I'm going to keep that comment close and warm my hands at it if things get frosty with the school. I don't think they will though, it's relatively common for families to go on extended travel around here.

    On the allergies/life-threatening health issues - one of the children in my son's class has juvenile diabetes. Dealing with that is a daily concern - I can't imagine how it will go at public school. Perhaps that isn't where she is headed though.
    _________________________
    kcab

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    #12049 - 03/19/08 01:15 PM Re: Defensive Homeschoolers? [Re: Cathy A]
    snowgirl Offline
    Member

    Registered: 02/24/08
    Posts: 361
    Cathy - thanks for the link to the chart - that's interesting. My DS5 (the one with fewer learning issues than his twin brother) has peanut allergy and has gotten hives from peanut vapor. Fortunately his classroom is peanut free, but he too has brought home holiday treat bags with candy containing peanuts (peanut butter cup, snickers), put together by the well-meaning room mom. We're just lucky he didn't eat it without asking first - it first happened when he was only 3, but continues to be a sore spot for me.
    smile

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    #12050 - 03/19/08 01:19 PM Re: Defensive Homeschoolers? [Re: Dottie]
    mamabird Offline
    Junior Member

    Registered: 03/05/08
    Posts: 46
    Originally Posted By: Dottie
    And there is TONS of contradictory literature on the subject of bee allergies about the necessity of the epinephrine anyway. It's all so very confusing!


    I am a firm believer in epinephrine for bee allergies. I am VERY allergic to 3/5 types of bee venom. I have had epinephrine in two different circumstances and it definitely achieved the results I needed, breathing. I am also allergic to Benadryl so you are lucky to be able to use that!

    Wow, I just can't believe all the people with very serious allergies out there, and the ignorance of the schools on the topic.

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    #12051 - 03/19/08 01:30 PM Re: Defensive Homeschoolers? [Re: mamabird]
    kimck Offline
    Member

    Registered: 09/20/07
    Posts: 1134
    I also apologize if I seemed like I was making fun of life threatening allergies. We actually have life threatening antibiotic allergies at our house and I hold my breath every time we need to give the kids any antibiotic.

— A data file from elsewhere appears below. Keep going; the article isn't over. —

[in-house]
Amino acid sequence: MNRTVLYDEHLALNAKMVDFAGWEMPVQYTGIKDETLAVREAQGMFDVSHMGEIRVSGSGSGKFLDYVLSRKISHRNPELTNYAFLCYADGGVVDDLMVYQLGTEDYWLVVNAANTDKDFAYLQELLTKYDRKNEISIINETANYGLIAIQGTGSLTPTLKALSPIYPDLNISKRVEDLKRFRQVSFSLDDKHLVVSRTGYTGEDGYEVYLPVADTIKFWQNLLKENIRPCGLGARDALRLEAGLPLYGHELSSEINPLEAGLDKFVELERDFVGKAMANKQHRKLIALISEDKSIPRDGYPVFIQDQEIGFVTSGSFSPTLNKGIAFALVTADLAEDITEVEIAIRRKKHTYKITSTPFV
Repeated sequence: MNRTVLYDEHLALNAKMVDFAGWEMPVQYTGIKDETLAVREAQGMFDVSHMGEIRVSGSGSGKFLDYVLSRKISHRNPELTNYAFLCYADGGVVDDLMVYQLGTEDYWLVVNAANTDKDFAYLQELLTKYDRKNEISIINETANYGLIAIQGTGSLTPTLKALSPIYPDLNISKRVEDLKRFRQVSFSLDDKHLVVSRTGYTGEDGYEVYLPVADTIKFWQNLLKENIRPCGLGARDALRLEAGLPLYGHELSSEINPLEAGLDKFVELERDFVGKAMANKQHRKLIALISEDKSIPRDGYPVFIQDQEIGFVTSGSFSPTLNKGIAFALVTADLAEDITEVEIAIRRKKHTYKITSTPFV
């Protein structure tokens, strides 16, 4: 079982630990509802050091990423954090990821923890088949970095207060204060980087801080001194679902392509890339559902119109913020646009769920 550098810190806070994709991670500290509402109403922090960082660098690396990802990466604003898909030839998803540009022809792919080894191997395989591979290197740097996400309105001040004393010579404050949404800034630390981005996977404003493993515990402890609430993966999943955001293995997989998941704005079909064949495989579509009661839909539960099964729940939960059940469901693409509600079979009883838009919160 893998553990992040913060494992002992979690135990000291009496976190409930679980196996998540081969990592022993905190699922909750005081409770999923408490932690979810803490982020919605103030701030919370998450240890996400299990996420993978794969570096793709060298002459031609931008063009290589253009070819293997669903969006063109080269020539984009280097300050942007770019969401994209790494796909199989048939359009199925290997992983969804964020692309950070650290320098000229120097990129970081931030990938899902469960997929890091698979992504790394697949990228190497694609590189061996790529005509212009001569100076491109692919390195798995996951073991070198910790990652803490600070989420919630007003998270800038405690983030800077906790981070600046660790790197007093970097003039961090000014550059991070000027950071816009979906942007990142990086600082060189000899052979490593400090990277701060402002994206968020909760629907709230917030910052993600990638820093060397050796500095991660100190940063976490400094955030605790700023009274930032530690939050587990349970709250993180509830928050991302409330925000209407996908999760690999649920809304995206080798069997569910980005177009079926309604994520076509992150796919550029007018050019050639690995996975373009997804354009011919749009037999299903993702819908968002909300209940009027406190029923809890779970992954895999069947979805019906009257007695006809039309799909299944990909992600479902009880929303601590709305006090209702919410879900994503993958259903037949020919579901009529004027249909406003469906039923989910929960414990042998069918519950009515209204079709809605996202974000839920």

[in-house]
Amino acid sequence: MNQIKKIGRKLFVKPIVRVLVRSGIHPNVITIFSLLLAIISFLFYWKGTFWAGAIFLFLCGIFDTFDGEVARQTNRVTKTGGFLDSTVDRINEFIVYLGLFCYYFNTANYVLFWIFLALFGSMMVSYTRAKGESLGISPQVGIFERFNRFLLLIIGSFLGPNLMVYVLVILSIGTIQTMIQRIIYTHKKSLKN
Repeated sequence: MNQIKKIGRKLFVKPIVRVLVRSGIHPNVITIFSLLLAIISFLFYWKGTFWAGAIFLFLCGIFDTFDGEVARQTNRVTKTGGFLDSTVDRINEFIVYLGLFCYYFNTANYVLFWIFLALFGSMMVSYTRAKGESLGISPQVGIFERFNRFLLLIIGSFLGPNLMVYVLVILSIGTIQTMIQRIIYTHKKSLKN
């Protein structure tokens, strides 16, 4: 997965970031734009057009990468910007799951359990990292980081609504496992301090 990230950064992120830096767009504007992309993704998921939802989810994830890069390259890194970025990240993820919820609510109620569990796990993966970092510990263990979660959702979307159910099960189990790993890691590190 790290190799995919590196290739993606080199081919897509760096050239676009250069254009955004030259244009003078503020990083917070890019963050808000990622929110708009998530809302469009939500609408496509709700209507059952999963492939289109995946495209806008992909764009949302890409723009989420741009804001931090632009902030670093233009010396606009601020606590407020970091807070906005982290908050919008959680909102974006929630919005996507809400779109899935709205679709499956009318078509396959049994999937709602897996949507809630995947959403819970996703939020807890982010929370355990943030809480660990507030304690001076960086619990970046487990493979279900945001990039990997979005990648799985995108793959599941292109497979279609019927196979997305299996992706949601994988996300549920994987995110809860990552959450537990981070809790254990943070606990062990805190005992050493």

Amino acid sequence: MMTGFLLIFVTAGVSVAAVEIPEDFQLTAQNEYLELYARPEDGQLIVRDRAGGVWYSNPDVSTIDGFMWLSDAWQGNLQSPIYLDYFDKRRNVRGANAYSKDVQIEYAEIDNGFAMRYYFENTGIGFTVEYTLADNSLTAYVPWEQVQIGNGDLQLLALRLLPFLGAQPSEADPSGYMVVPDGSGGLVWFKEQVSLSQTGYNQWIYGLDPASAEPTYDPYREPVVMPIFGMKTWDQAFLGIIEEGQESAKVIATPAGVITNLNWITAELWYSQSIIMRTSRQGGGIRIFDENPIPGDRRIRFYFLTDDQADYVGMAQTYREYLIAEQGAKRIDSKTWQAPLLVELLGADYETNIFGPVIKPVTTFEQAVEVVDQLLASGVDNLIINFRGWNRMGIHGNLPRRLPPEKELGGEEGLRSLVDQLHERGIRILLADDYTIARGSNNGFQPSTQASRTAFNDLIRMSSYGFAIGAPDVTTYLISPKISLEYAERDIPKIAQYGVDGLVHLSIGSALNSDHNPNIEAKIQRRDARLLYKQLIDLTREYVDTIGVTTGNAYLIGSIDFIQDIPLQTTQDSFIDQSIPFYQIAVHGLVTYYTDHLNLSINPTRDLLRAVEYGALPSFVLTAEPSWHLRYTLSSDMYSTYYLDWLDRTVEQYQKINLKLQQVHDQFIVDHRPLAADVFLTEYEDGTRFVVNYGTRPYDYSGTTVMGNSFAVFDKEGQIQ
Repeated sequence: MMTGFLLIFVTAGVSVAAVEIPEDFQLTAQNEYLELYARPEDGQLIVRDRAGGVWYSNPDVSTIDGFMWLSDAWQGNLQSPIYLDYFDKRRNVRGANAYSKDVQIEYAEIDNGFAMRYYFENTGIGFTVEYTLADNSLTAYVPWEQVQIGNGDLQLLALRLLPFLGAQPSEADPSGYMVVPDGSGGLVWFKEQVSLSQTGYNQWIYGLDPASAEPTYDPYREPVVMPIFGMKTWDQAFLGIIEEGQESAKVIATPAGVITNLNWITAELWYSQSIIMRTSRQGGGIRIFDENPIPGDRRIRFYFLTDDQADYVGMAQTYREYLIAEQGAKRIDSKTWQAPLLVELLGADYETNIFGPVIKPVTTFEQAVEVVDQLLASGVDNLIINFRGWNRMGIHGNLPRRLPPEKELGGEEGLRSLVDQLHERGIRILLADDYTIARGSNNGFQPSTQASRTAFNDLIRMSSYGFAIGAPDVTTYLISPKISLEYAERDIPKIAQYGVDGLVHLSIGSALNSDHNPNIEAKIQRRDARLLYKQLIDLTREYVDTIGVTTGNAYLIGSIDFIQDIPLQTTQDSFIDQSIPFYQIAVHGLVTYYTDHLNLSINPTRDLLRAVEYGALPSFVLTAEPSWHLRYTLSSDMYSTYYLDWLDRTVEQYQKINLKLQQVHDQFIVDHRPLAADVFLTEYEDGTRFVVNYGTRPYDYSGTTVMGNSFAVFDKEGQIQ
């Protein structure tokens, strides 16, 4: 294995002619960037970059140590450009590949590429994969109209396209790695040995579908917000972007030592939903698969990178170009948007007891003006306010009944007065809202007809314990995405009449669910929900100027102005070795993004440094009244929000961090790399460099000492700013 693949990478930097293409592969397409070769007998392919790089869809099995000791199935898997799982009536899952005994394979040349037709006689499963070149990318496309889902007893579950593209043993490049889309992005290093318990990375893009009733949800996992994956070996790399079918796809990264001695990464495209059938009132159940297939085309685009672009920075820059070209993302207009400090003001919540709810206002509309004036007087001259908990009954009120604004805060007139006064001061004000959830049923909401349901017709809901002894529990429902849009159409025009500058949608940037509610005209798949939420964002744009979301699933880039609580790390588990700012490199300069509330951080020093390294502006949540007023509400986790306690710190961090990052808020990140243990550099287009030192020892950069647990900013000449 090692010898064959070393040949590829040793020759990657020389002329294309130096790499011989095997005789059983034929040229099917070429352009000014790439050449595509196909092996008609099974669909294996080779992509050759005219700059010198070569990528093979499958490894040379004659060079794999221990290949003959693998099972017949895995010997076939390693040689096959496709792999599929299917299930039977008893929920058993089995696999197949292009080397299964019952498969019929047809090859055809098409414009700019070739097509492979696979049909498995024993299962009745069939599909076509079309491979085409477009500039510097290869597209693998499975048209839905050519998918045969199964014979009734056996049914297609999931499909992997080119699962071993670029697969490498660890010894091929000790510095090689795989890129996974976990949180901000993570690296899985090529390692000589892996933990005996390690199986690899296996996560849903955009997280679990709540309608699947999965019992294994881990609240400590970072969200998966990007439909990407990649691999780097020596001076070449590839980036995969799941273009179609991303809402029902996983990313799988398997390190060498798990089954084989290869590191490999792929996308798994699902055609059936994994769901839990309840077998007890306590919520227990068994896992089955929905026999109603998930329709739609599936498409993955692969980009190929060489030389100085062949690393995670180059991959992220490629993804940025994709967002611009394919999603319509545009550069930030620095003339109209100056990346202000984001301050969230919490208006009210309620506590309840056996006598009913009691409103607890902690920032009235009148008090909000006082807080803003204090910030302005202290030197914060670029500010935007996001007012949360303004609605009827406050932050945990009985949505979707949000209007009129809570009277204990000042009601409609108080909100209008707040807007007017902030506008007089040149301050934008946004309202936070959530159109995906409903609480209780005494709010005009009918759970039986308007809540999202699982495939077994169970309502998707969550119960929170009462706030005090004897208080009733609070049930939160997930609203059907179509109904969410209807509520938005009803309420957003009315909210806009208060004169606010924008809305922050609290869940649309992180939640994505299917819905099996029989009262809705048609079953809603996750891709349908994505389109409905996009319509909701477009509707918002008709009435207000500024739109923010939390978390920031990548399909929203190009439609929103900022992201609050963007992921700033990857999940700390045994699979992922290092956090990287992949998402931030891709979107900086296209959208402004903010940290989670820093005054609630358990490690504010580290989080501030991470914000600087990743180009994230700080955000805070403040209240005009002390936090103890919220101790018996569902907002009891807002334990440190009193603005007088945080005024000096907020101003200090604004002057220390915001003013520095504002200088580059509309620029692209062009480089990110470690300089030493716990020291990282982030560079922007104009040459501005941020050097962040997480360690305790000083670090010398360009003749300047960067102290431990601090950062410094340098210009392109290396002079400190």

Our school actually seems to do a fairly good job with food allergies. I know parents who've gone out of their way to thank the school and teachers for being so sensitive about allergy issues. My son is in a peanut free classroom this year and I take it very seriously. I'm shocked some schools can still be so insensitive.

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    #12052 - 03/19/08 02:10 PM Re: Defensive Homeschoolers? [Re: kimck]
    Cathy A Offline
    Member

    Registered: 05/26/07
    Posts: 1783
    Loc: West coast, USA
    Originally Posted By: kimck
    I also apologize if I seemed like I was making fun of life threatening allergies.


    Thanks, kimck. I know that nobody was trying to be insensitive. It just struck a nerve with me. It's probably because when I talk about my kids' food allergies so many people assume that the kids just don't like the food in question. So it really bothers me when people joke about allergies being a matter of preference.

    ETA: I sure am defensive about it! blush Maybe I should start a thread about defensive parents of allergic kids...


    Edited by Cathy A (03/19/08 02:13 PM)

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    #12053 - 03/19/08 02:14 PM Re: Defensive Homeschoolers? [Re: Kriston]
    PhysicistDave
    Unregistered


    Kriston,

    Part of your and my difference in perspective on how people view homeschooling may be regional. I grew up in the Midwest (St. Louis) and came out to California precisely because of what I felt to be the suffocating pressures to conform in the Midwest. It’s not that I and most Californians were into the hippie thing or anything like that, but California does tend to have a very strong “mind your own business" mentality where ultra-green Naderites live next door to Jerry-Falwell fundamentalists and no one much thinks about it – out here, even hard-right conservatives support “medical marijuana” (they see it as a states-rights issue, which I suppose it is). I know that the Midwest has mellowed a great deal since I grew up there, but my wife and I (her family came from the Midwest to California when she was five or so) still have a bit of that suffocating feeling when we go back to visit. (And, yes, I know the Midwest does have its virtues – stability, a strong work ethic, etc.)